IE 11 is not supported. For an optimal experience visit our site on another browser.

A professor labeled Bret Stephens a 'bedbug.' Here's what the NYT columnist did next.

"Analogizing people to insects is always wrong," Stephens later told MSNBC, explaining why he notified the professor's boss.
Get more newsLiveon

On Twitter Monday afternoon, a George Washington University professor compared conservative New York Times columnist Bret Stephens to a bedbug after a Times editor had posted that bedbugs were spotted in its newsroom.

David Karpf's tweet, which read, "The bedbugs are a metaphor. The bedbugs are Bret Stephens," initially gained little traction. But Stephens took notice, and escalated his complaint about the tweet to Karpf's boss at the university.

"This afternoon, I tweeted a brief joke about a well-known NYT op-Ed columnist," Karpf wrote Monday night. "It got 9 likes and 0 retweets. I did not @ him. He does not follow me. He just emailed me, cc’ing my university provost. He is deeply offended that I called him a metaphorical bedbug."

The exchange went viral soon after, when Karpf posted Stephens' full email on Twitter.

"I'm often amazed about the things supposedly decent people are prepared to say about other people — people they’ve never met — on Twitter. I think you’ve set a new standard,” Stephens wrote. "I would welcome the opportunity for you to come to my home, meet my wife and kids, talk to us for a few minutes, and then call me a 'bedbug' to my face. That would take some genuine courage and intellectual integrity on your part. I promise to be courteous no matter what you have to say."

"Maybe it will make you feel better about yourself," Stephens continued. "Please consider this a standing invitation. You are more than welcome to bring your significant other."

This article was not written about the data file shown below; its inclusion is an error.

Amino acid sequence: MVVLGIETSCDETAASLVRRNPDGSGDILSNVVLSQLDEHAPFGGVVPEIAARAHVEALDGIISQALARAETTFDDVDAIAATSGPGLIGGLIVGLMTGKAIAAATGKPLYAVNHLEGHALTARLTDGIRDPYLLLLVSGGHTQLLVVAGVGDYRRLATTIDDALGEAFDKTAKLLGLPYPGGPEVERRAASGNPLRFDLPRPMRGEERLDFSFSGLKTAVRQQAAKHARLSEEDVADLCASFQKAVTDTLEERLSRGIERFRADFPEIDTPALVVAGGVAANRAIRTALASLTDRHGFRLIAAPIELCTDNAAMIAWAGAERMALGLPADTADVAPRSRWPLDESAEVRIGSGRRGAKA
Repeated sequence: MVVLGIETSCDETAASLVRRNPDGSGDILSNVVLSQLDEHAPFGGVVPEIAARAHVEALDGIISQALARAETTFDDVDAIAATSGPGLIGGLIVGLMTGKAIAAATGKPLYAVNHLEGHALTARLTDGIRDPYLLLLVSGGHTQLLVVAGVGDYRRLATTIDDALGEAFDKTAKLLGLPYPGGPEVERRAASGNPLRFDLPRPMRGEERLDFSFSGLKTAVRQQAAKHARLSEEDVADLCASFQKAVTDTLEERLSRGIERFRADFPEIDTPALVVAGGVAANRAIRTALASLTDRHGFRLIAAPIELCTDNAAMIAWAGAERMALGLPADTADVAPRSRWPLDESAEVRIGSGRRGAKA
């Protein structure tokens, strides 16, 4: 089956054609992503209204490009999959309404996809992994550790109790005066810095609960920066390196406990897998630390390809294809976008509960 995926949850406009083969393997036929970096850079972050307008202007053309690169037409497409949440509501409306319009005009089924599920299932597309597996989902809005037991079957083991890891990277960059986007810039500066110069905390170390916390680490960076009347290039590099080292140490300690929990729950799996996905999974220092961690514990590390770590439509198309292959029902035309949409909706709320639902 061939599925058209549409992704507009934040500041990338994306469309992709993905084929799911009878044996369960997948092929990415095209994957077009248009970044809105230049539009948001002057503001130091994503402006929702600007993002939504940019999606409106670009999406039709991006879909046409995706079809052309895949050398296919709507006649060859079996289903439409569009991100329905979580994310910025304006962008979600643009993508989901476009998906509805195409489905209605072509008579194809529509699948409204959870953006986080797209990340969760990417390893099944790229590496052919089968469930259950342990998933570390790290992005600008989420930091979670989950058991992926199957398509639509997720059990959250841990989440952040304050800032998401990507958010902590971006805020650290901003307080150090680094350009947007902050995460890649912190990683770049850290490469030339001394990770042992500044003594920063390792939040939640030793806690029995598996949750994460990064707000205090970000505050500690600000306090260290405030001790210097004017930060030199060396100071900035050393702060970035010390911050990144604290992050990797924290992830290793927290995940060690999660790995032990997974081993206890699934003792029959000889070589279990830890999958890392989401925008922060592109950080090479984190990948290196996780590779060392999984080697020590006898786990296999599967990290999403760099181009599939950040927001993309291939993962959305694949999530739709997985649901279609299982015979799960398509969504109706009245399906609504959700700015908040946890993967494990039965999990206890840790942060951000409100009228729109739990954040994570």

By Tuesday morning, with the ordeal becoming one of the highest trending subjects on Twitter, Stephens opted to delete his Twitter account.

"Time to do what I long ago promised to do," the columnist wrote. "Twitter is a sewer. It brings out the worst in humanity. I sincerely apologize for any part I've played in making it worse, and to anyone I've ever hurt. Thanks to all of my followers, but I'm deactivating this account."

Stephens, an MSNBC contributor, was then asked about the spat by network host Chris Jansing on the air Tuesday morning. Stephens said being compared to a bedbug was "dehumanizing" and "totally unacceptable."

"Analogizing people to insects is always wrong," Stephens said, adding there is a "bad history" of comparing humans to insects that "goes back to a lot of totalitarian regimes in the past."

The columnist added that he was not trying to get the professor in trouble by copying the university provost on his email, but said higher-ups at universities, businesses and major media outlets should be aware of how their employees interact online with others.

Reached over email by NBC News on Tuesday, Karpf said he was surprised by Stephens' answer on MSNBC.

"He does not seem to understand what he did wrong here, or take any responsibility for his behavior," Karpf said. "The tweet would have languished in obscurity had he not felt the compulsion to find it, find me, and then find a way to pressure me by cc'ing the university provost. It speaks poorly of his judgment. The Times ought to have a conversation with him about his behavior."

Forrest Maltzman, the university provost, on Tuesday responded to Stephens in an email, a copy of which Karpf provided to NBC News.

"As you know, as an academic, Professor Karpf speaks for himself and does not take direction from me," Maltzman wrote. "His opinions are his own. Our commitment to academic freedom and free speech are integral to GW's mission. I see on Twitter that you invited him to your home. I would like to take this opportunity to invite you to come to our campus to speak about civil discourse in the digital age. Please reach out to me if this is of interest."

Stephens' commentary has long been a source of criticism among liberals, who have disagreed with his takes on free speech, climate change and millennials. When Stephens was at The Wall Street Journal, he once wrote that anti-Semitism was "the disease of the Arab mind."

Some minority and female writers and commentators took issue on Twitter with Stephens having such a strong reaction to being called a bedbug, contrasting that insult with some of the invectives hurled at them.

Stephens' exchange with Karpf was not the first time he has hit back at a critic over email. Stephens did not immediately respond to a request for comment.